(Sept. 6, 2012) -- Yvonne Katz '74, Ph.D., a school superintendent who earned her master's degree in UTSA's first graduating class, has made a million-dollar commitment to support the UTSA Office of Alumni Programs and students who are pursuing careers in education. UTSA will dedicate the Dr. Yvonne Katz Alumni Center later this year to celebrate the nearly four decades of support she has since given to UTSA.
Katz's love of UTSA began in the early 1970s, when she began pursuing her master's degree in Educational Leadership. Following graduation, she worked with more than two dozen alumni to create the UTSA Alumni Association in 1977. She also served as the association's first president.
She began giving back to the university by establishing its first fund for student scholarships in honor of her parents, Norman and Valley Fern D'Olive. More recently, she joined the Sombrilla Society by establishing a charitable trust in her estate plan. She is now one of the first alumni to contribute to UTSA through a highly individualized gift annuity.
"Dr. Katz has been a wonderful supporter of UTSA for a very long time," said Jim Mickey '78, UTSA vice president of marketing and alumni programs. "She has given so much of her time to advance UTSA, and she has given dozens of gifts to support our students."
Katz hopes her gifts will encourage other working class professionals to give back to the university.
"My parents taught me to give back to my community because someone gave for me to pursue my dreams as a young person," she said. "It's important for me to help those wonderfully talented and very smart students from our public schools to attain their dreams at UTSA."
For more than three decades, Katz has built a successful career in education. She served as the superintendent of Harlandale Independent School District, Spring Branch Independent School District and Beaverton School District in Oregon. She also was the principal of a Northside Independent School District middle school.
The loyal Roadrunner also has been an active member of the community. Throughout her career, she has served many public and private organizations such as the International Women's Forum, Rotary, San Antonio Public Library and San Antonio Women's Chamber of Commerce, among others, and she has been honored many times. In 1980, she was named a UTSA Outstanding Alumnus, and Executive Educator magazine has twice named her one of its Outstanding 100 School Executives in North America. Currently, she is a member of the Alamo Community Colleges board of trustees.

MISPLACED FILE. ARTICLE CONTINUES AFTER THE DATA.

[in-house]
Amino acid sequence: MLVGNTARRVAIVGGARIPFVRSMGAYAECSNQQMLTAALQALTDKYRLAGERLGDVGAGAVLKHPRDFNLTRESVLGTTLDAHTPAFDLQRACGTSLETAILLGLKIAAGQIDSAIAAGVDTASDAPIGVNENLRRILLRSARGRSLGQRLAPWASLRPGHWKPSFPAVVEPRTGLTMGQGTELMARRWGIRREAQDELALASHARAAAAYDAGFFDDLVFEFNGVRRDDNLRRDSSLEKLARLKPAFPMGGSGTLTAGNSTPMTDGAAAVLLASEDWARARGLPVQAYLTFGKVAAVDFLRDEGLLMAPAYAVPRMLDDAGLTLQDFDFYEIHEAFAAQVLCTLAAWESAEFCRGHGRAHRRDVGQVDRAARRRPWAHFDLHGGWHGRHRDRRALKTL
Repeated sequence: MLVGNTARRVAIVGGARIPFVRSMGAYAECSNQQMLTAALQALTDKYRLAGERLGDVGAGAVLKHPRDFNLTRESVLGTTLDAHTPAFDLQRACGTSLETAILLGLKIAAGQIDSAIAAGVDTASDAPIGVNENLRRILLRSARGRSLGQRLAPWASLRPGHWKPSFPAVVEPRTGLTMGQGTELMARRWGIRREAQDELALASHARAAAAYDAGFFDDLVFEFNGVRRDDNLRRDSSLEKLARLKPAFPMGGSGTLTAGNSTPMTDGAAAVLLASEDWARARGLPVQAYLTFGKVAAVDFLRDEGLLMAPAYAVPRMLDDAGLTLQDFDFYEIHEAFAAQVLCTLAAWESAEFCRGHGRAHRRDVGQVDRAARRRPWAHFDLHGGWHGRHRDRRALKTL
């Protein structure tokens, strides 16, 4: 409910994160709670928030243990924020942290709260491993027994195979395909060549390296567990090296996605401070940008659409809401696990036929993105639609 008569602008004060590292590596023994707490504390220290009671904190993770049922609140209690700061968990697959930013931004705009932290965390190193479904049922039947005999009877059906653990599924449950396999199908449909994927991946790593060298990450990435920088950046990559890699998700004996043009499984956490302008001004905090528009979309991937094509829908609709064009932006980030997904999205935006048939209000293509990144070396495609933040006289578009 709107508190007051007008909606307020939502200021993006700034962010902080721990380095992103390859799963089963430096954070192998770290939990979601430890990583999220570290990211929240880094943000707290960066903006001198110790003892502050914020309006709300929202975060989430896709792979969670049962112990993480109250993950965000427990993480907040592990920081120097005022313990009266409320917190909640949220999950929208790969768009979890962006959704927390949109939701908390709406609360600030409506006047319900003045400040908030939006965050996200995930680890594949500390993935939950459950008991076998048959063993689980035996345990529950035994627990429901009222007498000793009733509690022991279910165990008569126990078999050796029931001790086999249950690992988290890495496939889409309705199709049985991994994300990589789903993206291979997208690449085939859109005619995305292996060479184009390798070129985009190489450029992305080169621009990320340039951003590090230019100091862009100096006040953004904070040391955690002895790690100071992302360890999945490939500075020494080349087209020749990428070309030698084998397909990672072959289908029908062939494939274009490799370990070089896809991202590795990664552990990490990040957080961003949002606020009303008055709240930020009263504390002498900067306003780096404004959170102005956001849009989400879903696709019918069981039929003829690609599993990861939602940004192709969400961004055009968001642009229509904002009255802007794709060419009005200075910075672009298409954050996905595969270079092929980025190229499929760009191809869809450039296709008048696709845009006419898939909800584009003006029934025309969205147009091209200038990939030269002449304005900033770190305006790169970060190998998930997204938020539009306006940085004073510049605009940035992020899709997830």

"For nearly 40 years, Dr. Katz has set an inspiring example of how alumni can continue to make a difference in the lives of the UTSA students who are following in their footsteps," said UTSA President Ricardo Romo. "It is very fitting that we honor Dr. Katz by naming our new Alumni Programs office in her honor. As graduates and guests return to UTSA to share in our growth and to meet our new students, we will be able to share her inspiring story for years to come."
The UTSA Interactive Technology Experience Center camps are for curious youth who are interested in STEM and related topics. This week, campers will study environmental science, robotics and computer science.
UTSA Main Campus
The Curtis Vaughan Observatory at UTSA will be having open stargazing every Wednesday night during the month. This event is free and open to the public.
Curtis Vaughan Observatory, UTSA Main Campus
In four sessions of this weeklong day camp for 9 to 13-year-olds, campers will participate in indoor and outdoor activities while exploring ancient technologies from around the world and the new technologies archaeologists are using to discover them.
UTSA Center for Archaeological Research, Main Campus
Roadrunner readers dive into exciting topics during this literary adventure summer camp geared toward 6-10-year-olds, occurring Monday through Thursday for two weeks.
Buena Vista Building 3.350, Downtown Campus
Experience a very different summer camp! The UTSA East Asia Institute is teaching kids Japanese through language, culture, art, crafts, music, cooking and more. For kids age 6-12. For more details, email firstname.lastname@example.org.
Main Building (MB 1.126), Main Campus
7 to 12 year-olds will explore Mayan Culture in a three-day sessions, concluding at the Witte museum, where campers will have the chance to see the new "Maya: Hidden Worlds Revealed" exhibit.
UTSA Center for Archaeological Research, Main Campus
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